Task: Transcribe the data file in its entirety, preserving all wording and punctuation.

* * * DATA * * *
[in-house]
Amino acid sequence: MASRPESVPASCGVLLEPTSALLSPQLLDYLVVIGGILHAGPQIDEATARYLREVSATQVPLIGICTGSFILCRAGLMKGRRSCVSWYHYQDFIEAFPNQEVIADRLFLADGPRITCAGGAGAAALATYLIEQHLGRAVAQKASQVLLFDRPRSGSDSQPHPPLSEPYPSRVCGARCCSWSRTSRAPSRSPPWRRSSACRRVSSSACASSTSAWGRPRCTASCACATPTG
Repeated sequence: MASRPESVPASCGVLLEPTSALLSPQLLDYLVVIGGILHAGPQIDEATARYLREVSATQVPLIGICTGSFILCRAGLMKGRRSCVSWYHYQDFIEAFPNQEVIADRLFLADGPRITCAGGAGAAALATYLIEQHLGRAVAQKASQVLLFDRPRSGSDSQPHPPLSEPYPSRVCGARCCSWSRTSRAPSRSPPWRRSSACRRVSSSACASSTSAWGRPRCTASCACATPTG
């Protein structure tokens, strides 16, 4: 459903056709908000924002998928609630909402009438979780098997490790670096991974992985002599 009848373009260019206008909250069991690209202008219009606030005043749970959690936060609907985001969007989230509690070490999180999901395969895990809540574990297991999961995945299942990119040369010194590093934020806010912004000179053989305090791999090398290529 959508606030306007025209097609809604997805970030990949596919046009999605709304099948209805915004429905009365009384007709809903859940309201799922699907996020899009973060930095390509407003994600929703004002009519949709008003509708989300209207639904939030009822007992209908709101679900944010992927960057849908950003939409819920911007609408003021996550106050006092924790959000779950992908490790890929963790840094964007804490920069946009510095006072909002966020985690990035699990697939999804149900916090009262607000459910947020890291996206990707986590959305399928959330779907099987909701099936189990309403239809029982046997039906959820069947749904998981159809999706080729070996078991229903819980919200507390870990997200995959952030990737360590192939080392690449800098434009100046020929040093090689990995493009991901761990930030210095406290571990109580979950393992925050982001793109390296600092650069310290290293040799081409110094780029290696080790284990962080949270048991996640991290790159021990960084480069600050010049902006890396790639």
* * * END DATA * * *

[in-house]
Amino acid sequence: MASRPESVPASCGVLLEPTSALLSPQLLDYLVVIGGILHAGPQIDEATARYLREVSATQVPLIGICTGSFILCRAGLMKGRRSCVSWYHYQDFIEAFPNQEVIADRLFLADGPRITCAGGAGAAALATYLIEQHLGRAVAQKASQVLLFDRPRSGSDSQPHPPLSEPYPSRVCGARCCSWSRTSRAPSRSPPWRRSSACRRVSSSACASSTSAWGRPRCTASCACATPTG
Repeated sequence: MASRPESVPASCGVLLEPTSALLSPQLLDYLVVIGGILHAGPQIDEATARYLREVSATQVPLIGICTGSFILCRAGLMKGRRSCVSWYHYQDFIEAFPNQEVIADRLFLADGPRITCAGGAGAAALATYLIEQHLGRAVAQKASQVLLFDRPRSGSDSQPHPPLSEPYPSRVCGARCCSWSRTSRAPSRSPPWRRSSACRRVSSSACASSTSAWGRPRCTASCACATPTG
């Protein structure tokens, strides 16, 4: 459903056709908000924002998928609630909402009438979780098997490790670096991974992985002599 009848373009260019206008909250069991690209202008219009606030005043749970959690936060609907985001969007989230509690070490999180999901395969895990809540574990297991999961995945299942990119040369010194590093934020806010912004000179053989305090791999090398290529 959508606030306007025209097609809604997805970030990949596919046009999605709304099948209805915004429905009365009384007709809903859940309201799922699907996020899009973060930095390509407003994600929703004002009519949709008003509708989300209207639904939030009822007992209908709101679900944010992927960057849908950003939409819920911007609408003021996550106050006092924790959000779950992908490790890929963790840094964007804490920069946009510095006072909002966020985690990035699990697939999804149900916090009262607000459910947020890291996206990707986590959305399928959330779907099987909701099936189990309403239809029982046997039906959820069947749904998981159809999706080729070996078991229903819980919200507390870990997200995959952030990737360590192939080392690449800098434009100046020929040093090689990995493009991901761990930030210095406290571990109580979950393992925050982001793109390296600092650069310290290293040799081409110094780029290696080790284990962080949270048991996640991290790159021990960084480069600050010049902006890396790639």